Kraka Technique

The Kraka technique was developed by Sven Palmqvist in 1944. The pattern is created with the use of a wire mesh that is placed over a blank that is then etched. This creates a net-like pattern that traps air bubbles when the outer encasing of glass is applied.

The name “Kraka” was inspired by the old Nordic Legend of Kraka, where she had to appear before Ragnar Lodbrok “neither dressed, not undressed”. She solved the task by appearing wrapped in a fishnet.The vase featured is a Kraka vase from 1956 by Sven Palmqvist. The photo on the left shows the detailed fishnet-like design with the airbubbles orderly trapped in the net.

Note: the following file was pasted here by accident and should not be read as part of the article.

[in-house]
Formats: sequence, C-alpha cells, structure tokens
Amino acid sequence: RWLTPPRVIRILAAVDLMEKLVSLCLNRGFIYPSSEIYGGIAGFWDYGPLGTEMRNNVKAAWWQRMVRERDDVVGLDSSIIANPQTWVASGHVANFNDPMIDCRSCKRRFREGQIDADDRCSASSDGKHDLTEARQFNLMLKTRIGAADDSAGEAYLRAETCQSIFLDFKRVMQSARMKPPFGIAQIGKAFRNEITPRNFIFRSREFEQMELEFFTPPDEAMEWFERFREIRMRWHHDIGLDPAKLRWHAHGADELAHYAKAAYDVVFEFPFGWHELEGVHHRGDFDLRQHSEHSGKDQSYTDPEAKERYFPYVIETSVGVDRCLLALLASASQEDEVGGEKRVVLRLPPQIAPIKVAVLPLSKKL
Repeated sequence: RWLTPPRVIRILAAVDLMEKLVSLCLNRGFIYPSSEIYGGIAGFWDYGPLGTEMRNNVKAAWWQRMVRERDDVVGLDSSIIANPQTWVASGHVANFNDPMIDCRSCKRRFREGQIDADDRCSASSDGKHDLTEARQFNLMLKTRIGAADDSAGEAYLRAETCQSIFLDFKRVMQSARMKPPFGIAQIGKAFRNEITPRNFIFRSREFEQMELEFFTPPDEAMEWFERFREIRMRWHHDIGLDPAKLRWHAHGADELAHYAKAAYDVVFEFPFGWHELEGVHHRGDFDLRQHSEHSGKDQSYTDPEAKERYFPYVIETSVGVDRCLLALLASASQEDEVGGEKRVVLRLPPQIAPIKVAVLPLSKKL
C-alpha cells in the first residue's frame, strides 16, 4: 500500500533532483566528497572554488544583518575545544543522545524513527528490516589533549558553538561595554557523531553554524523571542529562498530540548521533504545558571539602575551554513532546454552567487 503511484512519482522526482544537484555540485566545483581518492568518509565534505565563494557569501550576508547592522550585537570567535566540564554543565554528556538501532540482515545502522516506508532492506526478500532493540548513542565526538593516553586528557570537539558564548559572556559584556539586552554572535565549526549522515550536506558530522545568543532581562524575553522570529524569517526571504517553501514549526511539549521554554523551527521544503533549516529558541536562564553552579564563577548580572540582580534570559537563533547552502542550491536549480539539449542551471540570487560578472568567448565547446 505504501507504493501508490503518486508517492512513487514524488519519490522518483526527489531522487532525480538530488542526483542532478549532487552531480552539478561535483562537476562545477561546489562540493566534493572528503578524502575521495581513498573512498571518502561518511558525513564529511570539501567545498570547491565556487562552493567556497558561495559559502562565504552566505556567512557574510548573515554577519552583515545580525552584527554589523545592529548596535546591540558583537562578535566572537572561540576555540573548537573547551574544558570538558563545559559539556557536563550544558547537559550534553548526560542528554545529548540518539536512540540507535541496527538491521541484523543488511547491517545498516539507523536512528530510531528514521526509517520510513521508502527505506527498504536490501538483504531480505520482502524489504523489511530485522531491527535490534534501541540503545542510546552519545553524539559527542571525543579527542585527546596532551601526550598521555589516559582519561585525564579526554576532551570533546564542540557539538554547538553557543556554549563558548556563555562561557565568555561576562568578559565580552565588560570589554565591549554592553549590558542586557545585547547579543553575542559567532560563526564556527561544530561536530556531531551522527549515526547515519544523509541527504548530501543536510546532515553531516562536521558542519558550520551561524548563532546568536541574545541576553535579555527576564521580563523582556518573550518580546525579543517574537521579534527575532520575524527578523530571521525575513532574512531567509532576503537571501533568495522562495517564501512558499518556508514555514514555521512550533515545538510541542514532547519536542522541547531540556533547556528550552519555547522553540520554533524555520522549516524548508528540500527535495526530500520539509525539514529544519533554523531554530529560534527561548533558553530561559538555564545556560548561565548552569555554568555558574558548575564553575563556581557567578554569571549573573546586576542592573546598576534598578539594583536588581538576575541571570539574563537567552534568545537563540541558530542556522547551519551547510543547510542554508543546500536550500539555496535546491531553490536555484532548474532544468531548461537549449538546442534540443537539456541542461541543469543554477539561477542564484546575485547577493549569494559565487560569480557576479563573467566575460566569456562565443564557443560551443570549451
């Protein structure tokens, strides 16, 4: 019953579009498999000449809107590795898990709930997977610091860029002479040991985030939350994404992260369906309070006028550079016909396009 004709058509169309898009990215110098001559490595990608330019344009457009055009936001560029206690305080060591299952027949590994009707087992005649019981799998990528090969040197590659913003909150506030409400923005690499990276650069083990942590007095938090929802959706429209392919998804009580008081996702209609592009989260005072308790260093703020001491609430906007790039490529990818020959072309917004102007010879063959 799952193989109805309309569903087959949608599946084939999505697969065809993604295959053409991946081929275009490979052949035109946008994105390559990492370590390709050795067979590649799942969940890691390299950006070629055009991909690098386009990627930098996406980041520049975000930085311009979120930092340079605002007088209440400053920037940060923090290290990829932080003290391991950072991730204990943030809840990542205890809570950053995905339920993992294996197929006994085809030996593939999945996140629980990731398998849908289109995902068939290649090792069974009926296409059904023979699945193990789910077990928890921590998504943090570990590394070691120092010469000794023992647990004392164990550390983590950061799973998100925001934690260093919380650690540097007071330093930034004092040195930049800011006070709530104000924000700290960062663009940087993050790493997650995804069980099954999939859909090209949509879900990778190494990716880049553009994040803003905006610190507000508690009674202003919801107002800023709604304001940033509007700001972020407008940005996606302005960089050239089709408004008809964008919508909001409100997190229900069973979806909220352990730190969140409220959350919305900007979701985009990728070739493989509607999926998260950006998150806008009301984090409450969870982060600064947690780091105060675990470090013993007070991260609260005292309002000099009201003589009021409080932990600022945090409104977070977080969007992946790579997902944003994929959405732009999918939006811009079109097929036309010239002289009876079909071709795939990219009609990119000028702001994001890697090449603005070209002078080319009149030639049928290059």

Most Kraka pieces are vases or bowls and have a blue-green-yellowish colour pallet. Some pieces in purple (or violet) and green are also known. Even rarer are colourless pieces where the actual metal mesh that is used is worked into the design of the vase and is clearly visible. Sven Palmqvist was the only person to work in the Kraka technique at Orrefors. 

All Kraka pieces are hand-made but four designs were mass-produced. These mass-produced Kraka pieces are signed with Orrefors, Kraka, PU and one of the four model codes: 3364, 3365, 3366 and 3367. These pieces are relatively common and command lower prices then other Kraka pieces. 

You can find all the date codes and/or serial numbers related to Orrefors Kraka on the following link: Dating Orrefors Kraka